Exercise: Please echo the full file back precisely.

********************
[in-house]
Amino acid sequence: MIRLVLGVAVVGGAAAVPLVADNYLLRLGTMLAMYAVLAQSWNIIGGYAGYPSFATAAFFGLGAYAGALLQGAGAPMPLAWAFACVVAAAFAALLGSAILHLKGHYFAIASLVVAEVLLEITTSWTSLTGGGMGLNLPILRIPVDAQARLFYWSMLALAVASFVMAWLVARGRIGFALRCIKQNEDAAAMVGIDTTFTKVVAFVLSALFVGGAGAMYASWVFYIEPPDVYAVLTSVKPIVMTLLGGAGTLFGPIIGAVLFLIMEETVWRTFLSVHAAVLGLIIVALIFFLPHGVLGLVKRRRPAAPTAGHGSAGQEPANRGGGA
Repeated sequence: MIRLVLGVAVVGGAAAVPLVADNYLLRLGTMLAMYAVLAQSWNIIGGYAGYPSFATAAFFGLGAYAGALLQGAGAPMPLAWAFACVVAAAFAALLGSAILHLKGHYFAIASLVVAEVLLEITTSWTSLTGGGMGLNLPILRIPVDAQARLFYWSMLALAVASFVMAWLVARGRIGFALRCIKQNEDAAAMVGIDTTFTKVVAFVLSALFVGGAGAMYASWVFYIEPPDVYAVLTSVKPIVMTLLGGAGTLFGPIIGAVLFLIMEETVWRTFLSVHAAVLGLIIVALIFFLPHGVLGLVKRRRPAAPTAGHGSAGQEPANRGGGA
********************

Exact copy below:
[in-house]
Amino acid sequence: MIRLVLGVAVVGGAAAVPLVADNYLLRLGTMLAMYAVLAQSWNIIGGYAGYPSFATAAFFGLGAYAGALLQGAGAPMPLAWAFACVVAAAFAALLGSAILHLKGHYFAIASLVVAEVLLEITTSWTSLTGGGMGLNLPILRIPVDAQARLFYWSMLALAVASFVMAWLVARGRIGFALRCIKQNEDAAAMVGIDTTFTKVVAFVLSALFVGGAGAMYASWVFYIEPPDVYAVLTSVKPIVMTLLGGAGTLFGPIIGAVLFLIMEETVWRTFLSVHAAVLGLIIVALIFFLPHGVLGLVKRRRPAAPTAGHGSAGQEPANRGGGA
Repeated sequence: MIRLVLGVAVVGGAAAVPLVADNYLLRLGTMLAMYAVLAQSWNIIGGYAGYPSFATAAFFGLGAYAGALLQGAGAPMPLAWAFACVVAAAFAALLGSAILHLKGHYFAIASLVVAEVLLEITTSWTSLTGGGMGLNLPILRIPVDAQARLFYWSMLALAVASFVMAWLVARGRIGFALRCIKQNEDAAAMVGIDTTFTKVVAFVLSALFVGGAGAMYASWVFYIEPPDVYAVLTSVKPIVMTLLGGAGTLFGPIIGAVLFLIMEETVWRTFLSVHAAVLGLIIVALIFFLPHGVLGLVKRRRPAAPTAGHGSAGQEPANRGGGA